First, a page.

Cruel or not, I suppose forwarded paperwork is the better part of valor for next time (I’m hoping there won’t be one).


  • '12

    When I’ve had to fire people it was a 3 step ‘official’ process.  Dropping hints initially is important as it does not have to be documented.  Once those steps fail then….

    Step one.  Verbal warning.  This is of course documented prior to it being given and a note on how that went, dated and signed by yours truly.  There should be the problem “You stink”, consequences as you can imagine them, and solution.  Bathe.

    Step two.  Written warning, pretty much the same thing but this time the employee signs off, if they refuse which has happened to me, you document this too.

    Step three.  Preparation of termination pay and an escort off premises.


  • Official Q&A 2007 AAR League

    Well written notice might have better sent the message that it was going to cost him his employment and this wasn’t a game. It is also department of CYA (cover your a**.) But if that sort of thing is not done well…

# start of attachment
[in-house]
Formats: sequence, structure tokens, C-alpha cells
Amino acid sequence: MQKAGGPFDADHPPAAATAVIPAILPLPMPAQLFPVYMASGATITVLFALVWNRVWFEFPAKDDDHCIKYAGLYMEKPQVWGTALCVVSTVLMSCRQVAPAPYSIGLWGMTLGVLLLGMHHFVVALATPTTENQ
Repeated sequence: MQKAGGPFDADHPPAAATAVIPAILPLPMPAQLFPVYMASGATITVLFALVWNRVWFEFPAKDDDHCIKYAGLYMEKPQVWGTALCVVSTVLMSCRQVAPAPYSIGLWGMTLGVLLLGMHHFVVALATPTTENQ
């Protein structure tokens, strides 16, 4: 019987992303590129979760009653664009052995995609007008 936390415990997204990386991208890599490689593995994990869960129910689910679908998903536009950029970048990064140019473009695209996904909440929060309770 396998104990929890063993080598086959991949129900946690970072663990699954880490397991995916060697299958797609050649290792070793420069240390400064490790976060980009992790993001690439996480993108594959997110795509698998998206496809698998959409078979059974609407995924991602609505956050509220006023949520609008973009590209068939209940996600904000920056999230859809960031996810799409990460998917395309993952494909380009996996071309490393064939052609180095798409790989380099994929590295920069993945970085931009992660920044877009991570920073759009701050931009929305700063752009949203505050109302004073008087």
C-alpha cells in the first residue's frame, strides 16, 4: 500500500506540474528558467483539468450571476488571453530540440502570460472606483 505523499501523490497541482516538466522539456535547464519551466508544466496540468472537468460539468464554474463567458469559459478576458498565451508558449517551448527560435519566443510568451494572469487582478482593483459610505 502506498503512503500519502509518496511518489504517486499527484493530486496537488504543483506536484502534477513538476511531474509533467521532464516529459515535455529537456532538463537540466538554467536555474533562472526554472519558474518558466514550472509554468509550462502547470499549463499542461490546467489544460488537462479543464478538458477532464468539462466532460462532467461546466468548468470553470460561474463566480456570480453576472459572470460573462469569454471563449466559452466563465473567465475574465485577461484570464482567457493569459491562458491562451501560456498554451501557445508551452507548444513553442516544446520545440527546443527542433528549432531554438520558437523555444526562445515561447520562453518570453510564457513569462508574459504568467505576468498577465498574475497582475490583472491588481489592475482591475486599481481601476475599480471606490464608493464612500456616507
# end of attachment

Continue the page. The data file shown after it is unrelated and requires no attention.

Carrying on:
I’d think written would be far more preferable than any sort of private conversation in an enclosed space.  🙂


  • Liaison TripleA '11 '10

    long sniff

    Ahhhh…. Fresh Air. 🙂



  • This topic has motivated me to keep discussing with my boys (age 9, 7 and 3) about cleaning themselves. My oldest is starting to smell and only wants to get wet in the shower.


  • Liaison TripleA '11 '10

    For those of you looking for an LOL this morning, I thought I’d resurrect  this thread! 😛


  • 2017 '16 '15

    Ha Ha! Hadn’t seen it

    The only thing I would have done differently is fire him the second time.  Never try and be nice to people when they’re just going to try and screw you over anyway.  They’ll take it as a weakness and see how much they can get.  Douchebags  like that are a dime a dozen in the construction world.


  • 2020 2019 2018 2017 '16 '15 '14 '13

    @ABWorsham:

    This topic has motivated me to keep discussing with my boys (age 9, 7 and 3) about cleaning themselves. My oldest is starting to smell and only wants to get wet in the shower.

    tell him he will get exponentially more positive lady attention and really good CLEAN and dirty action if he washes frequently.